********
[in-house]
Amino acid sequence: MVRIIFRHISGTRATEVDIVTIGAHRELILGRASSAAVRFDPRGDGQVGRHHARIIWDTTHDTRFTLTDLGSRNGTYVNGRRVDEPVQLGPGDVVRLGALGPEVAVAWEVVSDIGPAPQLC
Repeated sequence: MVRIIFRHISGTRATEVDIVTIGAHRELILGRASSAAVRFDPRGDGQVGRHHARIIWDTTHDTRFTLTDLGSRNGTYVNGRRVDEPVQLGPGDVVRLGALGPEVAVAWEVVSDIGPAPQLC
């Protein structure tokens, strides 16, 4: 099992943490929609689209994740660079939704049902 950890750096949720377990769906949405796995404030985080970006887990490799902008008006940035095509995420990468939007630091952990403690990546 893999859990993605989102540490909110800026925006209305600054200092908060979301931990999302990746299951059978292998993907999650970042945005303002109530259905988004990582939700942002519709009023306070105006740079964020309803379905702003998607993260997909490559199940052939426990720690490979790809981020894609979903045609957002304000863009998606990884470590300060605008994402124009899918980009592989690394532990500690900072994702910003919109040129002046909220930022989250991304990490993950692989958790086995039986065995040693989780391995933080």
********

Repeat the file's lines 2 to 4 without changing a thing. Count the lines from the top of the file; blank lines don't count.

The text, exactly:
Amino acid sequence: MVRIIFRHISGTRATEVDIVTIGAHRELILGRASSAAVRFDPRGDGQVGRHHARIIWDTTHDTRFTLTDLGSRNGTYVNGRRVDEPVQLGPGDVVRLGALGPEVAVAWEVVSDIGPAPQLC
Repeated sequence: MVRIIFRHISGTRATEVDIVTIGAHRELILGRASSAAVRFDPRGDGQVGRHHARIIWDTTHDTRFTLTDLGSRNGTYVNGRRVDEPVQLGPGDVVRLGALGPEVAVAWEVVSDIGPAPQLC
């Protein structure tokens, strides 16, 4: 099992943490929609689209994740660079939704049902 950890750096949720377990769906949405796995404030985080970006887990490799902008008006940035095509995420990468939007630091952990403690990546 893999859990993605989102540490909110800026925006209305600054200092908060979301931990999302990746299951059978292998993907999650970042945005303002109530259905988004990582939700942002519709009023306070105006740079964020309803379905702003998607993260997909490559199940052939426990720690490979790809981020894609979903045609957002304000863009998606990884470590300060605008994402124009899918980009592989690394532990500690900072994702910003919109040129002046909220930022989250991304990490993950692989958790086995039986065995040693989780391995933080």